I’ve just reviewed a book called The Art of Explanation for the B2B Marketing website. The author is Lee Lefever, co-founder of Common Craft, a US-based provider of video ‘explainers’ for technology firms. Chances are you’re one of the hundreds of millions who’ve already seen one of his distinctively simple videos. If you’ve ever been surprised that your idea, proposal, product or service hasn’t been received in the way that you expected, then it’s likely you have what Lefever calls an explanation problem.
Most of us in business never stop to ask ourselves if we’re any good at explaining but we should. How many times have our eyes glazed over, our attentions drifted, when listening to someone’s poorly explained idea or proposal? Often the speaker has failed to properly assess the audience’s existing level of knowledge. Or they’ve failed to contextualise their message and make a connection with something the audience is already familiar with. Sometimes, they do both. One of the problems for the person doing the explaining is that they are often too close to the subject; they assume too much knowledge on the part of their audience and they fail to ask themselves why anyone should care.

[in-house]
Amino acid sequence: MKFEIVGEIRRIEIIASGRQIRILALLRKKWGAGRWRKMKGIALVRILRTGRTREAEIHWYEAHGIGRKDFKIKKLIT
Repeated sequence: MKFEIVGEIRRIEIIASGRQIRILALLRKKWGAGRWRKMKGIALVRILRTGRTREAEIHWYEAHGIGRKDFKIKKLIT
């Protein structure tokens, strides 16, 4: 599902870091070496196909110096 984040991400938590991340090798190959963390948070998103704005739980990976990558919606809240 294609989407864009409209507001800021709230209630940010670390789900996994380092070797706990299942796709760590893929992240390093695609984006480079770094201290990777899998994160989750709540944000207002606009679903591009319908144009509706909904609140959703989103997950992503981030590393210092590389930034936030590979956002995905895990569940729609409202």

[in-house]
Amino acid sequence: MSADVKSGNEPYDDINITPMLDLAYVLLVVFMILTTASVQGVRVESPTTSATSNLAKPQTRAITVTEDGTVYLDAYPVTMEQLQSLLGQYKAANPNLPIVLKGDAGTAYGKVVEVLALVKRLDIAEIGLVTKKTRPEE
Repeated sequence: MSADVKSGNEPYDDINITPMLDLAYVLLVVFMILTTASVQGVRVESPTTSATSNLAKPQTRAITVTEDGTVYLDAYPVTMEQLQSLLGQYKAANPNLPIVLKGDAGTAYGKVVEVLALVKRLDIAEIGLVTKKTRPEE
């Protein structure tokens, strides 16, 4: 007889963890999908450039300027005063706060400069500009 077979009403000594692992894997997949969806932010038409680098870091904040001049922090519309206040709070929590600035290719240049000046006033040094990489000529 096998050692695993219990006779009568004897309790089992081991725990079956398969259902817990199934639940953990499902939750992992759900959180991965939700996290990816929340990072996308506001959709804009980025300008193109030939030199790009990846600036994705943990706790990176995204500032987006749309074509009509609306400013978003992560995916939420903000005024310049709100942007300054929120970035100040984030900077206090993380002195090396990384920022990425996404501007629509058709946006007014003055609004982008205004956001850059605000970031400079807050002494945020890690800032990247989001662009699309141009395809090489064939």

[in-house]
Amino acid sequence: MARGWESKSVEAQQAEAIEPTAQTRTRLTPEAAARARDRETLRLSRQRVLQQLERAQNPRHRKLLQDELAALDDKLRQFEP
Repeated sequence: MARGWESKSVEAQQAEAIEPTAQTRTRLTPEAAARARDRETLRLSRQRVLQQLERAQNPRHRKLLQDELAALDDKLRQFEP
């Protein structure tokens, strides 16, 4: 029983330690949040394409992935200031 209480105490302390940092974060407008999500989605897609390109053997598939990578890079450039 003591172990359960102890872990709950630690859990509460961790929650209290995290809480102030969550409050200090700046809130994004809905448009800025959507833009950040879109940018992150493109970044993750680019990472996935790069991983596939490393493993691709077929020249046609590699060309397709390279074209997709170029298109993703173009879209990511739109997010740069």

That’s where an outsider can play a valuable role. Our job as PR professionals is to role-play the audience, ideally before our clients start trying to communicate to target groups. If we aren’t convinced ourselves, if we fail to counsel our clients on the importance of thoroughly answering the question of why should anyone care, how can we expect the outside world to be anything other than skeptical in their response?
Read the full book review on the B2B Marketing website here